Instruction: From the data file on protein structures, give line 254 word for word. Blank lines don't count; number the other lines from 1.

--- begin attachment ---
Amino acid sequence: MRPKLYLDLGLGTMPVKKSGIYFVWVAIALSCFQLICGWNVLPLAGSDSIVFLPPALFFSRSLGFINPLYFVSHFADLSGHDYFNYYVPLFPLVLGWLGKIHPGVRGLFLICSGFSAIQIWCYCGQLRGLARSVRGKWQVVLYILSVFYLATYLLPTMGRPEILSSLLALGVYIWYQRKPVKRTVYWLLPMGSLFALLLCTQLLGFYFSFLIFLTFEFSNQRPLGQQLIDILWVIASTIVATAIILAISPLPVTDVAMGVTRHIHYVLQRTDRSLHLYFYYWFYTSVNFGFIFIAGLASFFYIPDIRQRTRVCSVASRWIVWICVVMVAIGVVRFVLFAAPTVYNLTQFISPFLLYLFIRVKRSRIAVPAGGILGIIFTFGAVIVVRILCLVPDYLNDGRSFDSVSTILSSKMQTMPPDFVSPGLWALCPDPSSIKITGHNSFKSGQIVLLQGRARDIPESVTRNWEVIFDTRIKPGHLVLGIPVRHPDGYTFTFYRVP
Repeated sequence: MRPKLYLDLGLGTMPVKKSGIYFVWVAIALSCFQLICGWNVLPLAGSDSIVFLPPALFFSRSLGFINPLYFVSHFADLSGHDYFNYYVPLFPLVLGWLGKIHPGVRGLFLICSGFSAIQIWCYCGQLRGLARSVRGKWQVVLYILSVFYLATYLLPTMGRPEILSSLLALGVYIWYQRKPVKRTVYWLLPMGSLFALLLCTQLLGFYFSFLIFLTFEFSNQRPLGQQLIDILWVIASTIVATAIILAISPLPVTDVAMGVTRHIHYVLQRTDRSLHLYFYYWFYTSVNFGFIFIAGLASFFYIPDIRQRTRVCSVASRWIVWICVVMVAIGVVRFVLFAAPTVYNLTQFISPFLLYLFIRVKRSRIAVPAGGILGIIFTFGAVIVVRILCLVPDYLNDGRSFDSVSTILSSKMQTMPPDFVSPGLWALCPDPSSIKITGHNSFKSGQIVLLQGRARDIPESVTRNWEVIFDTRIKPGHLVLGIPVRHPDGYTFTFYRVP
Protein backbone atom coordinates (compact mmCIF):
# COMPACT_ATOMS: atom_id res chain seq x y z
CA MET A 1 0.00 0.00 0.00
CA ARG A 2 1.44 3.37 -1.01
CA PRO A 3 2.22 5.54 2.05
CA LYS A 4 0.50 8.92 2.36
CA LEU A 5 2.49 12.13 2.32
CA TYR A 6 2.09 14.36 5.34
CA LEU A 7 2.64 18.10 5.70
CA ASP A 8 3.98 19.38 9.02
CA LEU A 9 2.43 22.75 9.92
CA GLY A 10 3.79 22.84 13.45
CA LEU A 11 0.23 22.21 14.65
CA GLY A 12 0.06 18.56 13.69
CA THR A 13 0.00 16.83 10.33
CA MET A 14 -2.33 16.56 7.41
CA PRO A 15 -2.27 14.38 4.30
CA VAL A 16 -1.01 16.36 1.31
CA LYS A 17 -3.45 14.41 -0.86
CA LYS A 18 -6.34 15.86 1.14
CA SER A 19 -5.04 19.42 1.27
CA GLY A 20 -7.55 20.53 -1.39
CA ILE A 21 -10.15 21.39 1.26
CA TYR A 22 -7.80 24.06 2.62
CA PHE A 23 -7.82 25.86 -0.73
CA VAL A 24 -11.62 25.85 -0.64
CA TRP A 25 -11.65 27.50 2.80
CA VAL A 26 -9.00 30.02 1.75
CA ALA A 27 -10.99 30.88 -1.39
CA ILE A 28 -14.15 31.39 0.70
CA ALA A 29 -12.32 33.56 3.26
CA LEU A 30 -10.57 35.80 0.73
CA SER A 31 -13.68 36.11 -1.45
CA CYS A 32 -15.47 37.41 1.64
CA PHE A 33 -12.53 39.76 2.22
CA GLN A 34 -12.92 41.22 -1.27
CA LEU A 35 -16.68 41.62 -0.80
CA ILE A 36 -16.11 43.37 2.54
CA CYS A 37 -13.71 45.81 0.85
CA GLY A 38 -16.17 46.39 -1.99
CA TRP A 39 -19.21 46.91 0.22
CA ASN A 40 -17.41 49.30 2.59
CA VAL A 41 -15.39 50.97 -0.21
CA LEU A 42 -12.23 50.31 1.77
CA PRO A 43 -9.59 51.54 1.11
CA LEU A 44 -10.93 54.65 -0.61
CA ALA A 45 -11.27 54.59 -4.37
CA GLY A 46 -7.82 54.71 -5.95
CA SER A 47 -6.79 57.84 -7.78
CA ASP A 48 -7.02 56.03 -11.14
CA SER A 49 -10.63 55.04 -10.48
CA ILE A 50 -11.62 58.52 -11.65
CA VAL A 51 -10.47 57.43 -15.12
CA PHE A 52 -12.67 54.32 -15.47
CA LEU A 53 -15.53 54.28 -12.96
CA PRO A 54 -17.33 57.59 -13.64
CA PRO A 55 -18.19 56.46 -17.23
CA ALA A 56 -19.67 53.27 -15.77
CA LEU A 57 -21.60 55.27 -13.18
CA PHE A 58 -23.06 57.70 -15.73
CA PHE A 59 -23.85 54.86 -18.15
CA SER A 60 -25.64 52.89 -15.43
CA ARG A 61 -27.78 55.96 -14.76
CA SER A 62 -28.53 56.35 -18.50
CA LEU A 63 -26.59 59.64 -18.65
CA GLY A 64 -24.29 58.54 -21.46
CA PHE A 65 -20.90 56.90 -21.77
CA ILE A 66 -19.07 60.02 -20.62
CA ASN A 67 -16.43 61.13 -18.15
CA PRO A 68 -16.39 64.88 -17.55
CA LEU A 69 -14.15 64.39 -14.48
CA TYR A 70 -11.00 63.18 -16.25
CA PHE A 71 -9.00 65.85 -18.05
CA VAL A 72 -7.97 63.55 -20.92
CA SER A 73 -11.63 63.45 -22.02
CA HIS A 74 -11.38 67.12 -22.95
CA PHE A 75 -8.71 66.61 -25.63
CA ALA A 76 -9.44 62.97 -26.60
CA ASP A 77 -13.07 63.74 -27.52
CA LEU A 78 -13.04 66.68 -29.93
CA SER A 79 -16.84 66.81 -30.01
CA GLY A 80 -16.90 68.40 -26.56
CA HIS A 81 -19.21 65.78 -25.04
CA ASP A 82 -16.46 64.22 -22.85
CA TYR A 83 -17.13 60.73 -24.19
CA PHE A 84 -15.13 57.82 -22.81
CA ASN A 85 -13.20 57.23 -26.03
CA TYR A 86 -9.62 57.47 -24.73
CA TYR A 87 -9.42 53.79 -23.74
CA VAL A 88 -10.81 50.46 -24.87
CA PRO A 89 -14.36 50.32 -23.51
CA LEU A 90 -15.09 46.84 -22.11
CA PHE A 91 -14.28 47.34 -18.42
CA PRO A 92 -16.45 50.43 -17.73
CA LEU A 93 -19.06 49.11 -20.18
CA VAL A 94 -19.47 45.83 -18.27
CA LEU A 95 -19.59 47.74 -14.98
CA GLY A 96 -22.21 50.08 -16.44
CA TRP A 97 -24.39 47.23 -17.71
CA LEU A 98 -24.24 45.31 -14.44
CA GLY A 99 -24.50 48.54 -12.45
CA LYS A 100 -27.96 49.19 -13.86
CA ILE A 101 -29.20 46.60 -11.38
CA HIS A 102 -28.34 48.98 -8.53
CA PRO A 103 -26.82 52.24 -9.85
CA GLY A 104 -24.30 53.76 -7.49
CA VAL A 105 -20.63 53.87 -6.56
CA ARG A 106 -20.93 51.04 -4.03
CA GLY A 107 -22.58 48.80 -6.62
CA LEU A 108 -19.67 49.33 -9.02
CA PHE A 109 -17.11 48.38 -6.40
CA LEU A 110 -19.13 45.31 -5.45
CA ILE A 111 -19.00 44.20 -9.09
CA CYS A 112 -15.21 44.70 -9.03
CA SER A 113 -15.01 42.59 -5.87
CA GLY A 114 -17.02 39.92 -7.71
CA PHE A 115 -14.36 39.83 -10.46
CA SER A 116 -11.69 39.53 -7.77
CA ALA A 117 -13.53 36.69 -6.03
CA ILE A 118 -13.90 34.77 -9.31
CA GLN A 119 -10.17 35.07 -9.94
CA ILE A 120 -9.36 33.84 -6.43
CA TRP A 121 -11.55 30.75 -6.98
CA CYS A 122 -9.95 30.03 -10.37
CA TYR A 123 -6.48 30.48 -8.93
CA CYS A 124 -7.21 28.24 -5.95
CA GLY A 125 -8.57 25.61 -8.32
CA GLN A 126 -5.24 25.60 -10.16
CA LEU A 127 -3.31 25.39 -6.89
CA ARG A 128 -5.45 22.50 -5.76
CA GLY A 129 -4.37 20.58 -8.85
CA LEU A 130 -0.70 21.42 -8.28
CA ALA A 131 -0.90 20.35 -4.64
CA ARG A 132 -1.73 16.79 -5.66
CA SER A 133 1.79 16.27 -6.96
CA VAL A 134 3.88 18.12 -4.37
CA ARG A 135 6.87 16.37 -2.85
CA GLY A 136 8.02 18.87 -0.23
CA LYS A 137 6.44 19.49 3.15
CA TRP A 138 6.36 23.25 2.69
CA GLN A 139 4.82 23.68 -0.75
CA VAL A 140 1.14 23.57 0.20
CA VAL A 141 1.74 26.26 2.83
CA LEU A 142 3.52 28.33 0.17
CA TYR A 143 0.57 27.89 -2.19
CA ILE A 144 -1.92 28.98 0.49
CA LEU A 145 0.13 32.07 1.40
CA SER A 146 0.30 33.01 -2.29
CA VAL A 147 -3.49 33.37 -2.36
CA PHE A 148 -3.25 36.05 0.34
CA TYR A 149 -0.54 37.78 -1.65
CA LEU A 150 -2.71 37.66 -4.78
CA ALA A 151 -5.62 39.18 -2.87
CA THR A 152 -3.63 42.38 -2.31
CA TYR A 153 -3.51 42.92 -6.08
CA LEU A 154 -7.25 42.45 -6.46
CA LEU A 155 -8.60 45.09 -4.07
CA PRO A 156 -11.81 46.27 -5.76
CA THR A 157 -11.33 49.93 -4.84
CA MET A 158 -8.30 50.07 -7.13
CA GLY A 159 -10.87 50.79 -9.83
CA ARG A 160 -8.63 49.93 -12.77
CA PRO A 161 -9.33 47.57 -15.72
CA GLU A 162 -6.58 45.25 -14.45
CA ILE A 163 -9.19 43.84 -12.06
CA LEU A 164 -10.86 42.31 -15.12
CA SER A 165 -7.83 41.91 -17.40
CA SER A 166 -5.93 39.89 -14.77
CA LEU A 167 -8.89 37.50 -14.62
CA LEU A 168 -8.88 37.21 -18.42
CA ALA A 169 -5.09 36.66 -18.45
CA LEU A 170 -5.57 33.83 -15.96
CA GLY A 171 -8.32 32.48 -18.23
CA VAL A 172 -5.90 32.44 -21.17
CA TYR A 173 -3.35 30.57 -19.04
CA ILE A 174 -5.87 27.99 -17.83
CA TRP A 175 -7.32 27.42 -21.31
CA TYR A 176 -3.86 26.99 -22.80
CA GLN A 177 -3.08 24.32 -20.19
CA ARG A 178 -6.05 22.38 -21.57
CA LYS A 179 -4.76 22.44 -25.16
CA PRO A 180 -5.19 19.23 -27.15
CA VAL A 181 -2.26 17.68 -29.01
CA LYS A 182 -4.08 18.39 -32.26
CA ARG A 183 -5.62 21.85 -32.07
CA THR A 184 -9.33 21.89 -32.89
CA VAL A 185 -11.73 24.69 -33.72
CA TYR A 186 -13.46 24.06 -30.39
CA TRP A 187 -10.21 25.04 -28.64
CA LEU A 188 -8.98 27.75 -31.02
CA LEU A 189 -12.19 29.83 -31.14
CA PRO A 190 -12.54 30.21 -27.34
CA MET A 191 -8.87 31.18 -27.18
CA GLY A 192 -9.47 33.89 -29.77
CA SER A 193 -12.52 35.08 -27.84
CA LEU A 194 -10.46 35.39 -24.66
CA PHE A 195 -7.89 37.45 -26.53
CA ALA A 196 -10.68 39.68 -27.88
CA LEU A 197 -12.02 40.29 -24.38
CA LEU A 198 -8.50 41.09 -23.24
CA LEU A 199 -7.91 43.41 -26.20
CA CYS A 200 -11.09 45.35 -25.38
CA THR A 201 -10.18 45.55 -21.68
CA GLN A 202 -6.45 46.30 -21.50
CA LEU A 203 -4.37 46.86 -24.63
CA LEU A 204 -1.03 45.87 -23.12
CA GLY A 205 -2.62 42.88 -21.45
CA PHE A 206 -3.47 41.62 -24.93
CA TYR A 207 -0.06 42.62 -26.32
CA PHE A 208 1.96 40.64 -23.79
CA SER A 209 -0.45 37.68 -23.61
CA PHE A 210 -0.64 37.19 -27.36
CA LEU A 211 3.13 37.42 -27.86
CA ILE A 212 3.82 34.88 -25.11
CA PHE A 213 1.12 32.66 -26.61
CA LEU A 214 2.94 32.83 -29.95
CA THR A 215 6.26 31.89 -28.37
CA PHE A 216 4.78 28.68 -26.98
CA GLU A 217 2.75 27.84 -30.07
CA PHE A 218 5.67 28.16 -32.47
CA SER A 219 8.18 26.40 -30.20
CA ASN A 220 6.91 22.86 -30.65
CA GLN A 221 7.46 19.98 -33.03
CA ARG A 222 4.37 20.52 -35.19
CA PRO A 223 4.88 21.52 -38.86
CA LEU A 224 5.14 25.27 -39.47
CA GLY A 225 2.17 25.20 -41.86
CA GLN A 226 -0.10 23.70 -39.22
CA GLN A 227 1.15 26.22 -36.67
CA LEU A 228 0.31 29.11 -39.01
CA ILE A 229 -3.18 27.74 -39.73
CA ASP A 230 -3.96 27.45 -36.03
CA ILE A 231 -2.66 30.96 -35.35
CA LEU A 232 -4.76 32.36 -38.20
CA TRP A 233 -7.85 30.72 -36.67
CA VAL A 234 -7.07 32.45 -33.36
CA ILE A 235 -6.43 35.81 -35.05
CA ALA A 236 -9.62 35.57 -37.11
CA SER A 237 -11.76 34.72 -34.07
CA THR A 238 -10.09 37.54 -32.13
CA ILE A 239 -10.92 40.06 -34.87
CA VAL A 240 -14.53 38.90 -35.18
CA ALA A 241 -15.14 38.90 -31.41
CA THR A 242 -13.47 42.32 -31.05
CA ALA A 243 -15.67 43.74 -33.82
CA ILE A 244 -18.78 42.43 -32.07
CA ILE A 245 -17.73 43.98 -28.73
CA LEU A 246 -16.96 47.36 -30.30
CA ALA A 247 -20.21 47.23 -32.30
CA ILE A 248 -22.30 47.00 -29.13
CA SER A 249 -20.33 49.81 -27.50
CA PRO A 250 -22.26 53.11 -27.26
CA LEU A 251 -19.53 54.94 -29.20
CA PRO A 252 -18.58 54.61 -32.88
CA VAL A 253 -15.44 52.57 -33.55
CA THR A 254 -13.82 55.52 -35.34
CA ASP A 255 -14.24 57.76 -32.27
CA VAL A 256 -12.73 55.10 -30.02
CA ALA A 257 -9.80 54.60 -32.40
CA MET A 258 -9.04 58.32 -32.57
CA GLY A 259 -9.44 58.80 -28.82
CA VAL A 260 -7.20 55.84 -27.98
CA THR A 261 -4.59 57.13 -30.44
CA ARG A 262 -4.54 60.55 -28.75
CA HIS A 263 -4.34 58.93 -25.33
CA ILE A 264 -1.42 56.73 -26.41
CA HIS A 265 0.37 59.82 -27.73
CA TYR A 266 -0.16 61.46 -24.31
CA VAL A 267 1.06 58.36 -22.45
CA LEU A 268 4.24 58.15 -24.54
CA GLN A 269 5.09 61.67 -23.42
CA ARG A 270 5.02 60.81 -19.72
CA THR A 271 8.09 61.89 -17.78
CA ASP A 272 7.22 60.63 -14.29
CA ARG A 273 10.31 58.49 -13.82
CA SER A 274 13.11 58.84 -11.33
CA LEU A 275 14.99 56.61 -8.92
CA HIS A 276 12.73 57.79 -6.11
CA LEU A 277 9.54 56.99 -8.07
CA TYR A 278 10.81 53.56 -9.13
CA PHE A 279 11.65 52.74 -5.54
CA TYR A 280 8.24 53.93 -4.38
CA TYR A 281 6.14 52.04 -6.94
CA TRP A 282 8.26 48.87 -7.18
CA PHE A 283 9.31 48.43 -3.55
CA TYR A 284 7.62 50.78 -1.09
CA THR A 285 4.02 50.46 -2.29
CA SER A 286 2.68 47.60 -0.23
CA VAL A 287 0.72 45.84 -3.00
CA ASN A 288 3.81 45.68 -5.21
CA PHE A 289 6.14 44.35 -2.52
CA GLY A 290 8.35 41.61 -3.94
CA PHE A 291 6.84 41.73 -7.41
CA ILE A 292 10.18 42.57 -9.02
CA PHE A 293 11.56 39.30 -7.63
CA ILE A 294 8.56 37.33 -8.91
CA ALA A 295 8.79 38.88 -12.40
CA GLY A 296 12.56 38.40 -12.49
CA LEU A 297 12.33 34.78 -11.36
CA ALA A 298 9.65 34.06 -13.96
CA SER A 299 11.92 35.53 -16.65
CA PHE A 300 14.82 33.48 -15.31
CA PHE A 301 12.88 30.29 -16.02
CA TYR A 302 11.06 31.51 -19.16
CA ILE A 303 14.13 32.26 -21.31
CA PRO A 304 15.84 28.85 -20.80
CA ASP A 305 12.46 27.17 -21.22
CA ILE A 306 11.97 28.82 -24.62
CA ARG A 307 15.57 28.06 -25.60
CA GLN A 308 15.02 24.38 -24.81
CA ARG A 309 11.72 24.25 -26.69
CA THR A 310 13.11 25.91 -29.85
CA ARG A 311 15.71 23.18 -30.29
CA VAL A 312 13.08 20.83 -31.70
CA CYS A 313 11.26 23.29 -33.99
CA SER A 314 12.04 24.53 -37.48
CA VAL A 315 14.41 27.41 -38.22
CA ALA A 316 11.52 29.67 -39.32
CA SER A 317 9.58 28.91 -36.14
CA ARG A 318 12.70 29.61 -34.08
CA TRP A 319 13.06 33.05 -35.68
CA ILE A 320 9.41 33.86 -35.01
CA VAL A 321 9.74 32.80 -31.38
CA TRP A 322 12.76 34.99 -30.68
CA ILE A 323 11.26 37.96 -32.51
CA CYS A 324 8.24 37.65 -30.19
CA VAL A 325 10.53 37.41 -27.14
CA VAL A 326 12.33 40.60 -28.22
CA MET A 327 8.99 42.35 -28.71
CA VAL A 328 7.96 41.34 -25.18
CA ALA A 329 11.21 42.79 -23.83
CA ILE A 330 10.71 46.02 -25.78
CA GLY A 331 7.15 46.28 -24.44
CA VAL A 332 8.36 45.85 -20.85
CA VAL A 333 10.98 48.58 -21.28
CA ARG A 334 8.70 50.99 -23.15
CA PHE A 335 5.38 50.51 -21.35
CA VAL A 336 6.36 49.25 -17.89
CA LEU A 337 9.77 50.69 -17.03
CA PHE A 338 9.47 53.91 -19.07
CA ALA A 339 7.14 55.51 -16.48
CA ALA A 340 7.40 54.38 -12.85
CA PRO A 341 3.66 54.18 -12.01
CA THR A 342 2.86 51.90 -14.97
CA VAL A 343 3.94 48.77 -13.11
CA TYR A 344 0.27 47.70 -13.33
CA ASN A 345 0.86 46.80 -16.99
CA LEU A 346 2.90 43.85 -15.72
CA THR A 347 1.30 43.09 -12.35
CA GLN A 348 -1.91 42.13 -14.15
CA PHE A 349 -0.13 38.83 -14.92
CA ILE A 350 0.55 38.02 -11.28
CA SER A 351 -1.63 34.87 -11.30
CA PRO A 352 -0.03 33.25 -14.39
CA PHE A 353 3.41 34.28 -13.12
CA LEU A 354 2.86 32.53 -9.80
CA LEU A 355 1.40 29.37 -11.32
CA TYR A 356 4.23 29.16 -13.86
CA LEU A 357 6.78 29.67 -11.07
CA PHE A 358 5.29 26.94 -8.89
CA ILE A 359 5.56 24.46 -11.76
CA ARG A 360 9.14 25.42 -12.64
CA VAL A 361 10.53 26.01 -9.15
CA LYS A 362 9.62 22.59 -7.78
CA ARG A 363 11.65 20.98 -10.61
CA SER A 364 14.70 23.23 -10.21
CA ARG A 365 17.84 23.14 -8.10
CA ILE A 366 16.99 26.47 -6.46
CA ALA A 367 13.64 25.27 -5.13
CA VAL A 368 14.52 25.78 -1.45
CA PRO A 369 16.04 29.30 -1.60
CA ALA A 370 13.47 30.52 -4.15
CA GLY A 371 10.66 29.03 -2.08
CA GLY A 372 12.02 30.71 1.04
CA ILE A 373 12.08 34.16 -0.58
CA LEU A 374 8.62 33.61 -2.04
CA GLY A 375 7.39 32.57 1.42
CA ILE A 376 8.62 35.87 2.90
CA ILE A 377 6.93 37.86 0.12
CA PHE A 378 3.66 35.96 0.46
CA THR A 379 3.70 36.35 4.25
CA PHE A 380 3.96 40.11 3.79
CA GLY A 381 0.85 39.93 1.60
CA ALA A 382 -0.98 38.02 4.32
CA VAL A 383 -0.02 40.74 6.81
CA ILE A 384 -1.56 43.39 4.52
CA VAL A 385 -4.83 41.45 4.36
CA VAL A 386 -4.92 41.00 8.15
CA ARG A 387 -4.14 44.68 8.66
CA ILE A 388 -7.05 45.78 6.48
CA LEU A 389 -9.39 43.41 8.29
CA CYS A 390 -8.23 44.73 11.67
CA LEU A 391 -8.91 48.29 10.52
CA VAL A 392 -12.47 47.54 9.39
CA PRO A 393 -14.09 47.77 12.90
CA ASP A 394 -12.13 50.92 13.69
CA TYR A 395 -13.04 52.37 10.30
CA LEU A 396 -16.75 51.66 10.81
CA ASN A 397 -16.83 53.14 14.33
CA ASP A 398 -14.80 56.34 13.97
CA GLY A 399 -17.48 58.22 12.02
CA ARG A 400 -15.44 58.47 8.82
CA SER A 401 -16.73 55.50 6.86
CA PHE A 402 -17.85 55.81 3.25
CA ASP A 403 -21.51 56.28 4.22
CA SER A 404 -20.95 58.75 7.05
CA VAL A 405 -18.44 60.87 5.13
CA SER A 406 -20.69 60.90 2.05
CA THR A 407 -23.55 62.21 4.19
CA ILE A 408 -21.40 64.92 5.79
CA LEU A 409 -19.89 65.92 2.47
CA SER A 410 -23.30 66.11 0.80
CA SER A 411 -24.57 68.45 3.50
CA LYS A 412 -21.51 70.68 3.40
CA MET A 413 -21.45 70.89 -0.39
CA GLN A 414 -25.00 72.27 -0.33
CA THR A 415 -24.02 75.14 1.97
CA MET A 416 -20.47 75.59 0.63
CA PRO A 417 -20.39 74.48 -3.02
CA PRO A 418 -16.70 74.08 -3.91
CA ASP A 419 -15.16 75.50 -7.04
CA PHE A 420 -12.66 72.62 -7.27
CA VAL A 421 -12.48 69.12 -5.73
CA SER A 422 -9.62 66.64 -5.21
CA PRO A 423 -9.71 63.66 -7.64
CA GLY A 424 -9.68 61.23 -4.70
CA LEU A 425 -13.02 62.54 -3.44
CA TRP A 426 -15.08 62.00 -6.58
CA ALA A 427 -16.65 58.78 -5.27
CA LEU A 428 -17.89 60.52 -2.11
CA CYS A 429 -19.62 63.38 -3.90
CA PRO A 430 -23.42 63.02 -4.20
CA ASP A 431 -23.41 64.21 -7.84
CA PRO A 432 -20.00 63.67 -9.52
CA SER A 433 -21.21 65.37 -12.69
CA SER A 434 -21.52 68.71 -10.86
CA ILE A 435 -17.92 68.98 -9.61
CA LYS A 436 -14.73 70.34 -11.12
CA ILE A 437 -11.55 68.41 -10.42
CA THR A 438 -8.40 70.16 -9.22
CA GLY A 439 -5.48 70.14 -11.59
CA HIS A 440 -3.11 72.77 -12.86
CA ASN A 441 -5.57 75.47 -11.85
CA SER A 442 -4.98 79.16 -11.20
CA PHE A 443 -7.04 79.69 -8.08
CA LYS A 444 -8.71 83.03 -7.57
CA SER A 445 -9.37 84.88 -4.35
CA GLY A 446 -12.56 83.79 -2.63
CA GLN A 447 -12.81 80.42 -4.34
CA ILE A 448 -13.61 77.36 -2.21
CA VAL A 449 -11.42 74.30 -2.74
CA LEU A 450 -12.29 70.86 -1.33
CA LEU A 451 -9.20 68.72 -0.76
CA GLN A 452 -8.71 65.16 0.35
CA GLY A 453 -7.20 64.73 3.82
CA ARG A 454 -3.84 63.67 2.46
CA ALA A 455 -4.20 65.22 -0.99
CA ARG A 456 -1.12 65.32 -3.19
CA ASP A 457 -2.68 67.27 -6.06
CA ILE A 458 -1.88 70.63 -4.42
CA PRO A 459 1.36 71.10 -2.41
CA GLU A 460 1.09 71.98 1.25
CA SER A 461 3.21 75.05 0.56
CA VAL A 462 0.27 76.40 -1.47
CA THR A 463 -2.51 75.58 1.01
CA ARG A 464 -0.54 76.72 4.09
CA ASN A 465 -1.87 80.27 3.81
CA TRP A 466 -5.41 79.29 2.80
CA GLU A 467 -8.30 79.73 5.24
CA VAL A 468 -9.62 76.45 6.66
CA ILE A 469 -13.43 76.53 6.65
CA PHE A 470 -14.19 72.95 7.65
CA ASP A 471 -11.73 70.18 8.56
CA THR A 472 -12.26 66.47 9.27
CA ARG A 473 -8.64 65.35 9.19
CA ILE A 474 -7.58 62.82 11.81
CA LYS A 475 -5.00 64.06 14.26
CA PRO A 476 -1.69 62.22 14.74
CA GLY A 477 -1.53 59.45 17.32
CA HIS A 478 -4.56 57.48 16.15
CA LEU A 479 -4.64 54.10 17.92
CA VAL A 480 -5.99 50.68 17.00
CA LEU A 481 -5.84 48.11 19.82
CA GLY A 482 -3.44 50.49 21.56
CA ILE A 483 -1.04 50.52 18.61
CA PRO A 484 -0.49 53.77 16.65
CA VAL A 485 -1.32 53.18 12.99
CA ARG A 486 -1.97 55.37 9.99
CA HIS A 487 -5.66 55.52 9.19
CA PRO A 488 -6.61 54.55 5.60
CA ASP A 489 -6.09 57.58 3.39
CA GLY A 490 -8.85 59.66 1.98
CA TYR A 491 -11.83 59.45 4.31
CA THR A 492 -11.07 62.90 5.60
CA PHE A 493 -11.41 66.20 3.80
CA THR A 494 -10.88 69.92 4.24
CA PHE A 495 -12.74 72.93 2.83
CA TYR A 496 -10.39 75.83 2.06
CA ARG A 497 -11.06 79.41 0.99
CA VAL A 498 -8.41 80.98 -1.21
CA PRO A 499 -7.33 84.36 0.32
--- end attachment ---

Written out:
CA PRO A 250 -22.26 53.11 -27.26